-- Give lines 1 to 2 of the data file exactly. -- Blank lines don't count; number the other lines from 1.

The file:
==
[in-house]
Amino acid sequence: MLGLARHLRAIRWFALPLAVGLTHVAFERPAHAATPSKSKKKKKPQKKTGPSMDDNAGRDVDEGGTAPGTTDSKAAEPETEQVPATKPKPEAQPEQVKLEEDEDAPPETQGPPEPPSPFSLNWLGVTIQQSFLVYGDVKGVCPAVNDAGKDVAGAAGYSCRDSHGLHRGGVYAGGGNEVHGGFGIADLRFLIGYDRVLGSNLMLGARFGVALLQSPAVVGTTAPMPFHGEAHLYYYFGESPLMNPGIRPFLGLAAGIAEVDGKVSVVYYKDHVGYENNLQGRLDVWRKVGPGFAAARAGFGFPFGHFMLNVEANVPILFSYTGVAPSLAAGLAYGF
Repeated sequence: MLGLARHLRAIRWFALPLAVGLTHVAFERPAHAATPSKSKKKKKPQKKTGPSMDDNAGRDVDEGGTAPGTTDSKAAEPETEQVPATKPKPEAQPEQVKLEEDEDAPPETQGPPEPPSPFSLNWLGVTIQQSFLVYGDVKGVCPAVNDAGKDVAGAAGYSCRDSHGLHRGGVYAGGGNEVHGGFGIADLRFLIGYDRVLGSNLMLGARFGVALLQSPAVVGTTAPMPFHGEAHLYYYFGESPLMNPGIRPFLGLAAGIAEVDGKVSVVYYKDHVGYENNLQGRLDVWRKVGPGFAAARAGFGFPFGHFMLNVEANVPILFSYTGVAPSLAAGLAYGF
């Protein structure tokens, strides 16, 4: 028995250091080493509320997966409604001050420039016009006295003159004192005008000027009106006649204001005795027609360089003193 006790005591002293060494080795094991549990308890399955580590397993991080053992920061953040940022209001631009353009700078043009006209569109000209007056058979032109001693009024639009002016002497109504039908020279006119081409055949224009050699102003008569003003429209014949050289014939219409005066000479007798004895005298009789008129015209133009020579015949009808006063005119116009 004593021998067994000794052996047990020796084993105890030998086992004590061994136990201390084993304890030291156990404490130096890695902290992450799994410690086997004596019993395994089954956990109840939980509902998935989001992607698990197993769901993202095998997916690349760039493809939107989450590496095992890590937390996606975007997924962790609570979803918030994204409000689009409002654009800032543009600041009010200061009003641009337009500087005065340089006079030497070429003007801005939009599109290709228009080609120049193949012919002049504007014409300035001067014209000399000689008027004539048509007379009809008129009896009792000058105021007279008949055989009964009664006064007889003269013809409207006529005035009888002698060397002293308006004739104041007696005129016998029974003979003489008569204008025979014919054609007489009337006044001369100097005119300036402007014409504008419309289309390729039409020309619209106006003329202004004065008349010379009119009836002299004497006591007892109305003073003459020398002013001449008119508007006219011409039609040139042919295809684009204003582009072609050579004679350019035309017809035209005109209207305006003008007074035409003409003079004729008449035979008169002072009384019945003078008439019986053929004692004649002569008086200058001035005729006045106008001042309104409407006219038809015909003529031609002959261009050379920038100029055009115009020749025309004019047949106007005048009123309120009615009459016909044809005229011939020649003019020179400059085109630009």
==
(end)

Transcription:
[in-house]
Amino acid sequence: MLGLARHLRAIRWFALPLAVGLTHVAFERPAHAATPSKSKKKKKPQKKTGPSMDDNAGRDVDEGGTAPGTTDSKAAEPETEQVPATKPKPEAQPEQVKLEEDEDAPPETQGPPEPPSPFSLNWLGVTIQQSFLVYGDVKGVCPAVNDAGKDVAGAAGYSCRDSHGLHRGGVYAGGGNEVHGGFGIADLRFLIGYDRVLGSNLMLGARFGVALLQSPAVVGTTAPMPFHGEAHLYYYFGESPLMNPGIRPFLGLAAGIAEVDGKVSVVYYKDHVGYENNLQGRLDVWRKVGPGFAAARAGFGFPFGHFMLNVEANVPILFSYTGVAPSLAAGLAYGF